Debbie Kemphues, administrative assistant to the Provost, has worked at the UI for 28 years.
Kemphues (pronounced KEM-fews) was born in England to an English mother and an American father stationed abroad with the military. She and her family moved back to the United States and settled in Illinois. She grew up in Fisher and graduated from Fisher High School.
Kemphues started at the UI at the College of Medicine in 1981 and worked there for three years before moving to University Housing. She took a break from campus life and worked at State Farm in Bloomington before returning to the Office of Business and Financial Affairs in 1996. She worked in the department of speech communication and in the Graduate College before moving to the Office of the Provost in 2004.
She has been married to her husband, Jerry, a building service worker with Facilities and Services, for 33 years. They live outside of Mahomet in a 130-year-old farmhouse.
They have two daughters and two grandchildren and another on the way in September.
Tell me about your job.
I manage the day-to-day operations and activities of the Office of the Provost, including the provost’s calendar, e-mail and the steady stream of phone calls the office receives.
My job is to assist the provost and manage everything that comes through the office. With the provost functioning as the budget and academic officer for the campus, there are a lot of processes that come through this office.
Right now is one of the busiest times of the year on campus with the academic year coming quickly to an end.
At this point, we’re wrapping up the promotion and tenure process, where a campus committee reviews all assistant to associate professor promotions, as well as all associate to full professor promotion requests. This is one of the most important processes submitted to the provost for approval.
We’re also in the process of meeting with all academic units that report to the provost regarding their budgets for the 2009-2010 academic year. This is always an important process but is especially so with our current economic situation.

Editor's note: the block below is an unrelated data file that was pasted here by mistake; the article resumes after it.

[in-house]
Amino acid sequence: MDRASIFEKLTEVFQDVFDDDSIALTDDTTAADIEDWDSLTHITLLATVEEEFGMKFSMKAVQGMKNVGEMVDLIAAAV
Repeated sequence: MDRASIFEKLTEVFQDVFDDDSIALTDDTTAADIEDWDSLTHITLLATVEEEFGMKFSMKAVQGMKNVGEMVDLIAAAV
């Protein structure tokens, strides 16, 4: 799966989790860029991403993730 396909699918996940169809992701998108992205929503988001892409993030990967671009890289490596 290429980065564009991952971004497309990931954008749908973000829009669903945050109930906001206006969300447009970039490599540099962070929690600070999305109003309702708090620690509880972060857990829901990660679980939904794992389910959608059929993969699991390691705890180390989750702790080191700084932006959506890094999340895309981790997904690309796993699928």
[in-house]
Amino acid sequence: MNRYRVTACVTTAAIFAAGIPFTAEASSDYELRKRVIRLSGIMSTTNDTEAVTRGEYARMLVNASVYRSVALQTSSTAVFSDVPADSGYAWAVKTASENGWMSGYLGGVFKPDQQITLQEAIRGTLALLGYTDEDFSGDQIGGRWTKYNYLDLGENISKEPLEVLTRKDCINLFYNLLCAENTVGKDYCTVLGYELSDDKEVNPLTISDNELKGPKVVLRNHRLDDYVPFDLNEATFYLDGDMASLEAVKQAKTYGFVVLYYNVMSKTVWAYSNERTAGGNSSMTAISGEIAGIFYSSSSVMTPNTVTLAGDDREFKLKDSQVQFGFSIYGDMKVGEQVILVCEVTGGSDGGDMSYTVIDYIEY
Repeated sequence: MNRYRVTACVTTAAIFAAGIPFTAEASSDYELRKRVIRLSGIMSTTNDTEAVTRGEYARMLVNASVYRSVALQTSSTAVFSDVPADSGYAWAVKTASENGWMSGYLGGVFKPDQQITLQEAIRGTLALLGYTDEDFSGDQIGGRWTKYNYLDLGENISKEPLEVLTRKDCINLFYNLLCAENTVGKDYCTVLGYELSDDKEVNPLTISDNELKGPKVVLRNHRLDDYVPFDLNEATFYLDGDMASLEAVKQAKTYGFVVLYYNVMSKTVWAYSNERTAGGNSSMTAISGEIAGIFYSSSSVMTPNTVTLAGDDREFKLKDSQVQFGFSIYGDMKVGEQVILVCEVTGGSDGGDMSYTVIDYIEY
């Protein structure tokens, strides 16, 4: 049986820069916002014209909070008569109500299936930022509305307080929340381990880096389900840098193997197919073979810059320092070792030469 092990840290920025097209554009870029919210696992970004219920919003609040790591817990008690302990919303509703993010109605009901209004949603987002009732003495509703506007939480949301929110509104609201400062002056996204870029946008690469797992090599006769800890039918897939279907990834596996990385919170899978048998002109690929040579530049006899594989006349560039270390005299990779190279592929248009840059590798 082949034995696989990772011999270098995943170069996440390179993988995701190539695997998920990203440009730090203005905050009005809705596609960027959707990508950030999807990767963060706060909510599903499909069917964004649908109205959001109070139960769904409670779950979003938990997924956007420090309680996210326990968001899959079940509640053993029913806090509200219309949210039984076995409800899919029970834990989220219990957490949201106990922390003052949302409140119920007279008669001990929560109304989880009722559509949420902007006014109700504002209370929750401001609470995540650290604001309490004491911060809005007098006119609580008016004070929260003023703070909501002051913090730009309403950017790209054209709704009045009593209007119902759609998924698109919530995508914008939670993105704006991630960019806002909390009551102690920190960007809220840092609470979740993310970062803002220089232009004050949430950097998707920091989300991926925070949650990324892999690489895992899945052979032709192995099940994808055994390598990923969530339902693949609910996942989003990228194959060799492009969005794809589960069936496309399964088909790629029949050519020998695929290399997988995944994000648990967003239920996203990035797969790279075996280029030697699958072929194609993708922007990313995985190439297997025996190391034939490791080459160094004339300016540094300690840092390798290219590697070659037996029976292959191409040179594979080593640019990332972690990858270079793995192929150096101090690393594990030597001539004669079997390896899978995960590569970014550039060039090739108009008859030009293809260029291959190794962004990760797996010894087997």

What’s your average day like?
There’s never a typical day here. It’s a job where there’s so much going on and at such a fast pace, you leave at the end of the day and wonder where the day went. But I wouldn’t want it any other way.
I have worked with some pretty amazing people in my time on campus, but I have to say that the administrative and support team in the provost’s office are some of the most professional and effective leaders I have had the pleasure to work with on this campus.
What’s the most enjoyable aspect of your job?
I like the variety, the people and the pace of work. I took a six-year break away from the university and worked in the corporate world, but I found I missed the energy that the students bring to campus, along with the unique intellectual and educational environment that’s provided on campus. There is definitely a different kind of energy when you walk across campus. You can’t get that anywhere else.
What do you like to do off the job?
I haven’t had much time for hobbies with my current position and especially with what’s happened during the past year. I was pretty ill with leukemia, but I’m happy to report that I am in remission and feeling much more like my old self again. I have been looking forward to working in my garden for the past year, so hopefully I’ll be working in the yard again soon.
How did you cope with your illness last year?
I feel very fortunate to have had the help and support of so many people. I can’t tell you how grateful I am for the support from the university community, as well as my hometown of Fisher. I also had very strong support from my family, especially my husband and daughters.